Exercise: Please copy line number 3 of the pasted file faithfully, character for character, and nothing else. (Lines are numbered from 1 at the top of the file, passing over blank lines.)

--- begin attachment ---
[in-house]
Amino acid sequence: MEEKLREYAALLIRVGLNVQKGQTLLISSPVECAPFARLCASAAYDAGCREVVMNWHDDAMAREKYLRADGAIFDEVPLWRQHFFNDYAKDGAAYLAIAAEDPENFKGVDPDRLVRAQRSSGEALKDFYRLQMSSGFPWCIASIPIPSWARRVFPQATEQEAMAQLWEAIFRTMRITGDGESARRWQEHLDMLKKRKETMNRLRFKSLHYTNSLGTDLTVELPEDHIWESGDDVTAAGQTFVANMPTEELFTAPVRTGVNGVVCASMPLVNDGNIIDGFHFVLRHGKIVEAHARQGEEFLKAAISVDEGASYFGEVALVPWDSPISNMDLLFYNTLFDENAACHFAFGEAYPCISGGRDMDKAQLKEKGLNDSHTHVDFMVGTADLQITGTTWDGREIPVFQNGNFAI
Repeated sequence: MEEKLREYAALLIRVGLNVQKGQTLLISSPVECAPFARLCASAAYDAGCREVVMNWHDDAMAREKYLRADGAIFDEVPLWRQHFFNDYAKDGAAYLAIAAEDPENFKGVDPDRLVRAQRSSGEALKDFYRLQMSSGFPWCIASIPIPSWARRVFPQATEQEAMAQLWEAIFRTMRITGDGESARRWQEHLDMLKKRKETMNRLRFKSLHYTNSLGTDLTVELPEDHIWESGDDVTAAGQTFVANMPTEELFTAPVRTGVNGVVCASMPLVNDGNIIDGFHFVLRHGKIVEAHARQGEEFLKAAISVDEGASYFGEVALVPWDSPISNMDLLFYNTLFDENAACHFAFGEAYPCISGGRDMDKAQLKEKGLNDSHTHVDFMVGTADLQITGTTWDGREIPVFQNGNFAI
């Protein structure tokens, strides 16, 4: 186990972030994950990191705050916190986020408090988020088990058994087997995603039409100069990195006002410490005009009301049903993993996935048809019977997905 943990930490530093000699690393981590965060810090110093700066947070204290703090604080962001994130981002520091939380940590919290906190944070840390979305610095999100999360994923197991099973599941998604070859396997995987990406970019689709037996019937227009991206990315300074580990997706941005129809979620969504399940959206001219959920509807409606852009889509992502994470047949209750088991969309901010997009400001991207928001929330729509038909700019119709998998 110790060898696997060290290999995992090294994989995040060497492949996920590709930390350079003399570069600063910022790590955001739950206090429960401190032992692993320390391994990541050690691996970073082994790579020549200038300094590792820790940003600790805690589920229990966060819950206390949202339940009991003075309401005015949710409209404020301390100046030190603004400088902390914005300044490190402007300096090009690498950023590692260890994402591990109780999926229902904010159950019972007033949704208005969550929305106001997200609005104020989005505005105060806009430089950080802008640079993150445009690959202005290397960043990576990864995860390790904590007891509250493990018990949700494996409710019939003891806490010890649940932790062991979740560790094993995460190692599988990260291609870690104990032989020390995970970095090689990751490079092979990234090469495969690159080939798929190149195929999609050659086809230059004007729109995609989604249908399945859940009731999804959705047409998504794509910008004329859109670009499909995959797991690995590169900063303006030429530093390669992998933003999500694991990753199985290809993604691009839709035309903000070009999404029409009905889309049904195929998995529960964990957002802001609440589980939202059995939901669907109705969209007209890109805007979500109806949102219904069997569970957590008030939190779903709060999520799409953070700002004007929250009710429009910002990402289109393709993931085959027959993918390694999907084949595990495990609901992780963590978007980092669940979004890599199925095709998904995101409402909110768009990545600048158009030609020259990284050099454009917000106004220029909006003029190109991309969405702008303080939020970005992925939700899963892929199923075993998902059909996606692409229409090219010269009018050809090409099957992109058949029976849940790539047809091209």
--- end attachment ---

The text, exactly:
Repeated sequence: MEEKLREYAALLIRVGLNVQKGQTLLISSPVECAPFARLCASAAYDAGCREVVMNWHDDAMAREKYLRADGAIFDEVPLWRQHFFNDYAKDGAAYLAIAAEDPENFKGVDPDRLVRAQRSSGEALKDFYRLQMSSGFPWCIASIPIPSWARRVFPQATEQEAMAQLWEAIFRTMRITGDGESARRWQEHLDMLKKRKETMNRLRFKSLHYTNSLGTDLTVELPEDHIWESGDDVTAAGQTFVANMPTEELFTAPVRTGVNGVVCASMPLVNDGNIIDGFHFVLRHGKIVEAHARQGEEFLKAAISVDEGASYFGEVALVPWDSPISNMDLLFYNTLFDENAACHFAFGEAYPCISGGRDMDKAQLKEKGLNDSHTHVDFMVGTADLQITGTTWDGREIPVFQNGNFAI